What is the CVAA?
The Twenty-First Century Communication and Video Accessibility Act (CVAA) is a United States accessibility law that was signed in October 2010. The objective of this law was to ensure that emerging technologies and communication channels are accessible to people with disabilities. Advancements and innovations in digital, mobile, and broadband innovations came under the purview of the CVAA.
What Are the Key Components of the CVAA?
The CVAA covers two key aspects – Telecommunication access and video programming:
- Telecommunication Access – This component specifies that advanced communications products and services must be accessible to people with disabilities. This includes email, instant messaging, video communications, as well as text messaging. People with visual impairment or blindness should be able to access web browsers on their mobile phones.
- Video Programming – This component specifies that television programming and streaming video must be accessible. The primary focus of this component is on closed captioning. From the standpoint of web accessibility, any video programming that has been shown on television with captions should be captioned when shown on the web. With the focus on closed captions, people who are deaf or hard of hearing will be able to access online and television-based programs with ease.
The due dates for captioning for three types of video programming are summarized in the following table:
|Category||Type of Video Programming for which Captioning is Necessary as per CVAA|
|Full-length video programming||
|Internet video clips||
|Archival Video programming||While distributors do have time to add captions to video programming already shown on the web and then shown on TV with captions, please refer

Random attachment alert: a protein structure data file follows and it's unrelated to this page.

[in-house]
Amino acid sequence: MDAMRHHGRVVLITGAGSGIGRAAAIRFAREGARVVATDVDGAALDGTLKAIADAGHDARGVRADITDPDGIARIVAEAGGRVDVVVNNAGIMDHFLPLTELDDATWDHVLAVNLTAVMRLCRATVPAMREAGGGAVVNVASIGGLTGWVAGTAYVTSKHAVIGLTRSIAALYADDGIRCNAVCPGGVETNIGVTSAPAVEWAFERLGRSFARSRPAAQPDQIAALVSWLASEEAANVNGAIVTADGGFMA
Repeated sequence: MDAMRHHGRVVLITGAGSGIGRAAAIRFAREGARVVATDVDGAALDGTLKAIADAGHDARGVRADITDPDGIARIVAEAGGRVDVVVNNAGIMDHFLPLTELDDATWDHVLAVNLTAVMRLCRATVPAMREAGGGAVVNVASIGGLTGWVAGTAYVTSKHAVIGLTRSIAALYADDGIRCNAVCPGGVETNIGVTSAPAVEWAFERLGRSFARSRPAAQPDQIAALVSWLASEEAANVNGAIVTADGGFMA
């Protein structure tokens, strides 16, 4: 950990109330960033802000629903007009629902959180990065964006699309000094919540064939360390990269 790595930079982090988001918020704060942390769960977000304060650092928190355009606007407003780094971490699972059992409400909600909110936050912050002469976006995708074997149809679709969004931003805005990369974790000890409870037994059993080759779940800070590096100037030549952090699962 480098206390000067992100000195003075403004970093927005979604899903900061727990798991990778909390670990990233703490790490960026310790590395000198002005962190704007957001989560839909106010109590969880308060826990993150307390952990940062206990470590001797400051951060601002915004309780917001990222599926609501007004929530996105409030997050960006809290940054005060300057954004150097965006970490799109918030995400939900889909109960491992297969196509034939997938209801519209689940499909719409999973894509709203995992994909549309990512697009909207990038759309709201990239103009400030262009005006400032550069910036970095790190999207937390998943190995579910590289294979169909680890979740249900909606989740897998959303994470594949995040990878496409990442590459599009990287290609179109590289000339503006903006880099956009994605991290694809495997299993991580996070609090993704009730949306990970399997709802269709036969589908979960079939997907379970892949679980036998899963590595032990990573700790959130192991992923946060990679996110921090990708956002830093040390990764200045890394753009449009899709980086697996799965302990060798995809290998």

https://www.fcc.gov/consumers/guides/captioning-internet-video-programming for a complete list of dates.
Who Needs to Implement the CVAA?
In February 2016, the United States Federal Communications Commission (FCC) confirmed that the responsibility of providing closed captions and ensuring their quality lies with video producers and distributors.
“Those who produce and distribute video for television have a shared responsibility to ensure that closed captioning is both available and accurate,” said FCC Chairman Tom Wheeler.
While video programmers were responsible for the quality of captions, the technical aspects of captioning, as well as its delivery, need to be taken care of by the cable and satellite companies.
The Benefits of the CVAA for Website Accessibility
While the CVAA states that video programming that is captioned on television must also be captioned when published on the Internet, if a program has been shown only on the Internet, it does not need to be captioned.
For example, streaming services, such as Netflix Originals, that create video content only for the Internet, do not have to provide captions. However, this content is covered under the Americans with Disabilities Act (ADA).
In 2011, Netflix was sued by the National Association of the Deaf for not providing closed captioning. The court ruled in favour of the National Association of the Deaf, because as per ADA, websites are places of ‘public accommodation.’
However, content generated by consumers, such as vlogs or homemade videos, need not contain captioning.
By applying a combination of the CVAA and the ADA, the world of entertainment and telecommunications opens to a larger audience of people with disabilities.
To learn more about the CVAA, click here -> CVAA